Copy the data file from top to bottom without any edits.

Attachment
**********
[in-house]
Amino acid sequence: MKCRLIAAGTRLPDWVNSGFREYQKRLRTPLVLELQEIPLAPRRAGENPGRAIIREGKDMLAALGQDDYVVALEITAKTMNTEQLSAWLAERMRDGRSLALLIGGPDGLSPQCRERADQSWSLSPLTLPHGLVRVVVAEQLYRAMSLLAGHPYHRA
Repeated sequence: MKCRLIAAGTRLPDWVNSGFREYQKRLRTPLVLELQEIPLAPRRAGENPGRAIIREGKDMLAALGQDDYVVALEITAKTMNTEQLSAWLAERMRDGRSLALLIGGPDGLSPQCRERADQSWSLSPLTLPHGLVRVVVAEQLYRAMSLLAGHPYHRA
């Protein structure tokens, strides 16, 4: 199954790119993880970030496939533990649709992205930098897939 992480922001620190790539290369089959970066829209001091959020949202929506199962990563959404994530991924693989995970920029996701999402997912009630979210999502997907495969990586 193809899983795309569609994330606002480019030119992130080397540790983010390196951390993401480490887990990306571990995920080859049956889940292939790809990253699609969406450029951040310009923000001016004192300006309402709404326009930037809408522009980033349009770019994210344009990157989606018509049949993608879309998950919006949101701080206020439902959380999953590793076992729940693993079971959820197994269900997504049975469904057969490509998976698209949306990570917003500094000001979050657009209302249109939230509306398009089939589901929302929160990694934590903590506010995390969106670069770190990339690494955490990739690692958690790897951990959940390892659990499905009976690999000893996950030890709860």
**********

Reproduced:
[in-house]
Amino acid sequence: MKCRLIAAGTRLPDWVNSGFREYQKRLRTPLVLELQEIPLAPRRAGENPGRAIIREGKDMLAALGQDDYVVALEITAKTMNTEQLSAWLAERMRDGRSLALLIGGPDGLSPQCRERADQSWSLSPLTLPHGLVRVVVAEQLYRAMSLLAGHPYHRA
Repeated sequence: MKCRLIAAGTRLPDWVNSGFREYQKRLRTPLVLELQEIPLAPRRAGENPGRAIIREGKDMLAALGQDDYVVALEITAKTMNTEQLSAWLAERMRDGRSLALLIGGPDGLSPQCRERADQSWSLSPLTLPHGLVRVVVAEQLYRAMSLLAGHPYHRA
């Protein structure tokens, strides 16, 4: 199954790119993880970030496939533990649709992205930098897939 992480922001620190790539290369089959970066829209001091959020949202929506199962990563959404994530991924693989995970920029996701999402997912009630979210999502997907495969990586 193809899983795309569609994330606002480019030119992130080397540790983010390196951390993401480490887990990306571990995920080859049956889940292939790809990253699609969406450029951040310009923000001016004192300006309402709404326009930037809408522009980033349009770019994210344009990157989606018509049949993608879309998950919006949101701080206020439902959380999953590793076992729940693993079971959820197994269900997504049975469904057969490509998976698209949306990570917003500094000001979050657009209302249109939230509306398009089939589901929302929160990694934590903590506010995390969106670069770190990339690494955490990739690692958690790897951990959940390892659990499905009976690999000893996950030890709860």